When it’s all tallied up, the most precious numbers are those that can’t be calculated

It’s getting more difficult to get a grip on the meaning and value of numbers – but for those who have lost a family member to the COVID pandemic, one is still the loneliest, writes Rebecca Levingston

Jul 29, 2020, updated Jul 29, 2020

“I love you more than ANYTHING,” he said.

“I love you more than EVERYTHING,” I said.

He regarded me suspiciously, blue eyes and grey matter sparkling.

“What’s bigger?” he asked.

My four-year-old son and his declaration of love demanded an answer to a much bigger philosophical question.

Is anything bigger than everything? Is everything bigger than anything?

Size matters. You see size highlighted, exaggerated, debated and dismissed daily. But it’s getting harder to get a grip on the meaning of numbers. Size and value are vastly different – even a four-year-old knows that.

Dr Evil couldn’t tell the difference between 1 million and 100 billion dollars – cue pinky finger. But as the millions roll into billions with recent Treasury announcements, do you feel like numbers are losing their meaning in 2020?

Debt, deficit, defence, defeat, indifference.

Queensland lost $2.5 billion worth of the GST pie last week when Treasurer Cameron Dick served up some hard truths. The state’s debt will be $59.5 billion by June 2021. Our budget deficit will grow to $8.4 billion in that time. What does that mean to you and the pie you buy?

Right now 1.4 million Australians rely on food charities to put dinner on the table. That’s a record high.
Over the next decade, Australia will spend $270 billion dollars building a larger military. That’s a record high.

Prime Minister Scott Morrison said we need to prepare for a post-COVID-19 world that is “poorer, more dangerous and more disorderly”. What will that cost? Lives.

Some economists predict Australia is on track to hit $1 trillion dollars in debt. One economist told me on ABC Radio Brisbane recently that Australia’s quick response to flatten the COVID-19 curve was worth $1 trillion dollars to our economy.

You see, your life is worth $4.9 million dollars. How do you put a value on a life? It’s called the value of a statistical life.

UNSW Professor of Economics Richard Holden explained: “To be able to weigh the value of a life against the economic costs of forgone output from lost jobs and business closures requires placing a dollar value on one person’s life.”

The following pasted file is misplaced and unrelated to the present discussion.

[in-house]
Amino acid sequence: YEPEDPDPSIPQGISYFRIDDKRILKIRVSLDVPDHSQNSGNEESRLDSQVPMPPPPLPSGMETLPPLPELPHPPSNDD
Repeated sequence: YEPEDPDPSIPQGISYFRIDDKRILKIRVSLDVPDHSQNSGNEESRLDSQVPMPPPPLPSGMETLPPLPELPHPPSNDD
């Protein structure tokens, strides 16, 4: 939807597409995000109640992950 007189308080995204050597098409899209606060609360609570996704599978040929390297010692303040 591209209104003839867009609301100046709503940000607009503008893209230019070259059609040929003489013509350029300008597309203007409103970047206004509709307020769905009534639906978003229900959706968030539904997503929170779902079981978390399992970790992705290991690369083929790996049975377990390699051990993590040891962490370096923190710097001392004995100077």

In Australia the Government uses a value of $4.9 million per person.

Initial estimates were that 225,000 of us could’ve died from coronavirus based on a 1 per cent fatality rate – and $4.9 million times 225,000 equals $1.1 trillion. You’re worth it. Holden argues that’s what we’ve gained by shutting down the economy.

Meanwhile, the costs of the shutdown are still being calculated.

What’s the cost of a life lost to suicide? Incalculable. Every week I take calls from people furious or despairing at the livelihoods they’ve lost. Others have found opportunity. Can you put a value on quality time gained? To slow down, watch the dog’s tail wag or to breathe deeply in the garden.

Daniel lost money on flights booked to South Africa. He was heading over to work with disadvantaged children. What did those kids lose? Lucy the travel agent lost sleep. Colleagues stood down, frustrated clients and pilots grounded, lost dreams. Virgin Australia lost air time and gained $200 million from the State Government.

My friend’s husband lost his job. They both lost a little faith in the future. My brother, a nurse working in the COVID clinic, lost time sharing a bed with his wife because he slept in the downstairs bedroom to keep separate from the family.

He showered and changed before he played with the kids. He was typically low key about what risks he faced at work. He couldn’t go surfing, which was what he seemed to miss most. How do you put a value on catching the perfect wave? Priceless.

The moments that matter most in life can’t be calculated using mathematical logic. First kiss. Sound of the dog snoring. Hugging your mate. Delighted surprise. Sunrise. Losing your dignity. Disappointment in leaders. Physical pain. Shame.

Anything and everything. Big and small. We all have a secret, personal calculator.

Incidentally, the US puts a value of $10 million per life.

149,000 Americans have died from COVID-19. More than 160 Australians have died from COVID-19. Those numbers will grow.

To the families who’ve lost their beloved mother, father, son, sister – the number that matters most, is one.

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